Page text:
"Americans live in a political and social milieu fundamentally shaped by the White countermovement. They talk about rights, race, and citizenship in ways that echo, recall, and affirm the countermovement, but rarely realize they are doing so. They live in a society the countermovement helped to create, but shunt any but the most caricatured memory of it to the side. Studying John Stennis compels us to confront these uncomfortable connections. He is not easily marginalized as a vanquished bigot. He lingers in the historical record, a quiet witness to a story of change and retrenchment that is not as triumphant as Americans often imagine. For me, his most basic relevance is found in the sobering awareness that the patterns and structures of my life frequently reproduce racial privilege rather than weaken it. To see oneself in Stennis is not to diminish his culpability. It is to embrace ours."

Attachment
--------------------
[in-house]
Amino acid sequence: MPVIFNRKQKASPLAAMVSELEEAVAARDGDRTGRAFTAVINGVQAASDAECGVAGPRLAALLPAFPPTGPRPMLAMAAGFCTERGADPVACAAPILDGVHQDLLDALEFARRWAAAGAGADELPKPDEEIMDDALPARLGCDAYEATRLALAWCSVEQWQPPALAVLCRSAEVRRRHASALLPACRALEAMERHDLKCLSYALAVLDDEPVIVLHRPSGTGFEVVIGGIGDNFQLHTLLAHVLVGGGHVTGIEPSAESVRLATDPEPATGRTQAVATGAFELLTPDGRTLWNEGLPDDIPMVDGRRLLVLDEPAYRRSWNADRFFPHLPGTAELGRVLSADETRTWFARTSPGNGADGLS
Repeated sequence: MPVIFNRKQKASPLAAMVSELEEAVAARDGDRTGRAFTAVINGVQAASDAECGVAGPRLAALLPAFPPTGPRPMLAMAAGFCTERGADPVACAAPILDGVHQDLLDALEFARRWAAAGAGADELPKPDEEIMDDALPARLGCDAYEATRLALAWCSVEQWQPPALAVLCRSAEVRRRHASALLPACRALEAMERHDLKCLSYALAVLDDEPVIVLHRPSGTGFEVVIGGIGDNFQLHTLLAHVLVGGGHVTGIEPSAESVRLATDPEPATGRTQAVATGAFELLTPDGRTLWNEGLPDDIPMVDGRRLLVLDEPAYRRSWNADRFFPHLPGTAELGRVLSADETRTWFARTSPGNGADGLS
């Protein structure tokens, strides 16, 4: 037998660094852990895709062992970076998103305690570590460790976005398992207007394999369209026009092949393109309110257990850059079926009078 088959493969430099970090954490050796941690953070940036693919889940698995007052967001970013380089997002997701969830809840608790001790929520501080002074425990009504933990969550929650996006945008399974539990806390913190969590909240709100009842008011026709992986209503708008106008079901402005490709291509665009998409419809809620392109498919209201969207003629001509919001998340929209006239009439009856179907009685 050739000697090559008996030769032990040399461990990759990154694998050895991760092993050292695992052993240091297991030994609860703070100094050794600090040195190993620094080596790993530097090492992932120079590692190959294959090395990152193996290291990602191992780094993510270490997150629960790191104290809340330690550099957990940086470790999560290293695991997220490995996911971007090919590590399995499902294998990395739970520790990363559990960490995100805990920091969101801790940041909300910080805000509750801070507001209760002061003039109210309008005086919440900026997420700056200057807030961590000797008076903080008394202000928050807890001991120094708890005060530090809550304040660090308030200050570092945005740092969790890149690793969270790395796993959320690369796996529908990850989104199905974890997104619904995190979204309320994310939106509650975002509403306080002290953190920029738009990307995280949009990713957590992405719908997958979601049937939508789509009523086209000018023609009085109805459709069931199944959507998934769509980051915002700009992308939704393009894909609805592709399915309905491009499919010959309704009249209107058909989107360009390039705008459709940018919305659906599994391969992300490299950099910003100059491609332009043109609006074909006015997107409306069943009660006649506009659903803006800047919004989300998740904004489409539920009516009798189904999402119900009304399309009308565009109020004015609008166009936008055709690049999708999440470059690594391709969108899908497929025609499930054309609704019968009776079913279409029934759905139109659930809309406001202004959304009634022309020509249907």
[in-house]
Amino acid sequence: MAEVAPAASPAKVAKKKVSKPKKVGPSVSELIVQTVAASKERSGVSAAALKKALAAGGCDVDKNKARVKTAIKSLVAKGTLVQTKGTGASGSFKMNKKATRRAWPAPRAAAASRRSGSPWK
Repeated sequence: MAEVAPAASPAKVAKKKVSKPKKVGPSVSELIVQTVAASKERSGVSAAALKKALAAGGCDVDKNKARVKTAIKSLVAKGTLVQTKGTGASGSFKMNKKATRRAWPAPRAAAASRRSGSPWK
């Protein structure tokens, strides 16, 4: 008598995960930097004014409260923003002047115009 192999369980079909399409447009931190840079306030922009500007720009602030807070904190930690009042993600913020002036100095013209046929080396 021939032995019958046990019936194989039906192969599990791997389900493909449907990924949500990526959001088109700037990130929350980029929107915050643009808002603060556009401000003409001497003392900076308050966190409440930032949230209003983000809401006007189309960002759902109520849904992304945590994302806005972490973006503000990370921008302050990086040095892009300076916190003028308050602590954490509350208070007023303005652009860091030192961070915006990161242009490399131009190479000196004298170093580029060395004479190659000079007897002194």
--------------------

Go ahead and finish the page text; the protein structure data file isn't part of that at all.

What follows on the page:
From my thesis, now available online.
(Click the link and scroll to the bottom of the page for a pdf download)